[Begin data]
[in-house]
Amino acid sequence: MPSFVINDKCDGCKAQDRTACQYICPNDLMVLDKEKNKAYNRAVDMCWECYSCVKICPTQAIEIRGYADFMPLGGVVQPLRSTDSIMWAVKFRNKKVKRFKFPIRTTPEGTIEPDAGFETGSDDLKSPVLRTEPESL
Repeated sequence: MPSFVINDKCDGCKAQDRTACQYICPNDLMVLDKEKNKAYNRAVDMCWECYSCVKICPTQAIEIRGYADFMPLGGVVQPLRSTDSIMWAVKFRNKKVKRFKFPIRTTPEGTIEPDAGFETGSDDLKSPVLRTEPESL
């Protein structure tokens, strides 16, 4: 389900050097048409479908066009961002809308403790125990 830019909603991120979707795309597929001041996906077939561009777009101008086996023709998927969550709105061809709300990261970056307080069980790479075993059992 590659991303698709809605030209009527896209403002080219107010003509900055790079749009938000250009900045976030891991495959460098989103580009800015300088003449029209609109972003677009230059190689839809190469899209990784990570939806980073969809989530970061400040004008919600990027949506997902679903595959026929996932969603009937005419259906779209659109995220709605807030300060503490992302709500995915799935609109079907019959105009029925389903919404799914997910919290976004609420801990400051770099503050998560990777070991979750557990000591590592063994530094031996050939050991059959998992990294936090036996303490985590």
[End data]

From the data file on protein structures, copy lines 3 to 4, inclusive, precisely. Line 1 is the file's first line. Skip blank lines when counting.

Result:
Repeated sequence: MPSFVINDKCDGCKAQDRTACQYICPNDLMVLDKEKNKAYNRAVDMCWECYSCVKICPTQAIEIRGYADFMPLGGVVQPLRSTDSIMWAVKFRNKKVKRFKFPIRTTPEGTIEPDAGFETGSDDLKSPVLRTEPESL
């Protein structure tokens, strides 16, 4: 389900050097048409479908066009961002809308403790125990 830019909603991120979707795309597929001041996906077939561009777009101008086996023709998927969550709105061809709300990261970056307080069980790479075993059992 590659991303698709809605030209009527896209403002080219107010003509900055790079749009938000250009900045976030891991495959460098989103580009800015300088003449029209609109972003677009230059190689839809190469899209990784990570939806980073969809989530970061400040004008919600990027949506997902679903595959026929996932969603009937005419259906779209659109995220709605807030300060503490992302709500995915799935609109079907019959105009029925389903919404799914997910919290976004609420801990400051770099503050998560990777070991979750557990000591590592063994530094031996050939050991059959998992990294936090036996303490985590």